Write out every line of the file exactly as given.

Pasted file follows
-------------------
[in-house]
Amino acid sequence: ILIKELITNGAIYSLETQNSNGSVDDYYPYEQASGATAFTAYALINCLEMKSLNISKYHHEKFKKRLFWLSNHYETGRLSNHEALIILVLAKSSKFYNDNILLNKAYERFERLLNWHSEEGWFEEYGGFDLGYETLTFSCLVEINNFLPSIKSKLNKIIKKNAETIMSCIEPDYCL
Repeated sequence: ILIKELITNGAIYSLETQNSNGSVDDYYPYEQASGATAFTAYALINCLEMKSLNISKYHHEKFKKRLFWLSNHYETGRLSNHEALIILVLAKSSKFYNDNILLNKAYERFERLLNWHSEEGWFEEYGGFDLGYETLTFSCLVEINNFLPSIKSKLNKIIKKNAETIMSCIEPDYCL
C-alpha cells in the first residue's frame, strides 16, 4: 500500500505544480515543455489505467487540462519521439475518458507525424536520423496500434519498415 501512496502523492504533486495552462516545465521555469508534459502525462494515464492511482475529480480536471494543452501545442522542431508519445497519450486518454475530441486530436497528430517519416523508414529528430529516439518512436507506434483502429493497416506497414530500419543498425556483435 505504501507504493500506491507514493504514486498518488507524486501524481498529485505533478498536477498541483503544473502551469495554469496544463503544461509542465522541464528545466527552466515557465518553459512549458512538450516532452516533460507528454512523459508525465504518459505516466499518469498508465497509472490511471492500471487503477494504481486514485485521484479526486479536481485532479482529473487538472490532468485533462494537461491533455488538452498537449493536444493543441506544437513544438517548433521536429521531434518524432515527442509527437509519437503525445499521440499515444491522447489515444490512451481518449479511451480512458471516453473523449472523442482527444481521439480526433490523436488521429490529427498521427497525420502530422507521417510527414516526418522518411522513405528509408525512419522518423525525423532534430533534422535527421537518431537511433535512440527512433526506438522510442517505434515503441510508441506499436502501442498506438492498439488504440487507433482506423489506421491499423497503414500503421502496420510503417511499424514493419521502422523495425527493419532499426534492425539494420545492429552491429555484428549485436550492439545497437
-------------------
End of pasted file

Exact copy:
[in-house]
Amino acid sequence: ILIKELITNGAIYSLETQNSNGSVDDYYPYEQASGATAFTAYALINCLEMKSLNISKYHHEKFKKRLFWLSNHYETGRLSNHEALIILVLAKSSKFYNDNILLNKAYERFERLLNWHSEEGWFEEYGGFDLGYETLTFSCLVEINNFLPSIKSKLNKIIKKNAETIMSCIEPDYCL
Repeated sequence: ILIKELITNGAIYSLETQNSNGSVDDYYPYEQASGATAFTAYALINCLEMKSLNISKYHHEKFKKRLFWLSNHYETGRLSNHEALIILVLAKSSKFYNDNILLNKAYERFERLLNWHSEEGWFEEYGGFDLGYETLTFSCLVEINNFLPSIKSKLNKIIKKNAETIMSCIEPDYCL
C-alpha cells in the first residue's frame, strides 16, 4: 500500500505544480515543455489505467487540462519521439475518458507525424536520423496500434519498415 501512496502523492504533486495552462516545465521555469508534459502525462494515464492511482475529480480536471494543452501545442522542431508519445497519450486518454475530441486530436497528430517519416523508414529528430529516439518512436507506434483502429493497416506497414530500419543498425556483435 505504501507504493500506491507514493504514486498518488507524486501524481498529485505533478498536477498541483503544473502551469495554469496544463503544461509542465522541464528545466527552466515557465518553459512549458512538450516532452516533460507528454512523459508525465504518459505516466499518469498508465497509472490511471492500471487503477494504481486514485485521484479526486479536481485532479482529473487538472490532468485533462494537461491533455488538452498537449493536444493543441506544437513544438517548433521536429521531434518524432515527442509527437509519437503525445499521440499515444491522447489515444490512451481518449479511451480512458471516453473523449472523442482527444481521439480526433490523436488521429490529427498521427497525420502530422507521417510527414516526418522518411522513405528509408525512419522518423525525423532534430533534422535527421537518431537511433535512440527512433526506438522510442517505434515503441510508441506499436502501442498506438492498439488504440487507433482506423489506421491499423497503414500503421502496420510503417511499424514493419521502422523495425527493419532499426534492425539494420545492429552491429555484428549485436550492439545497437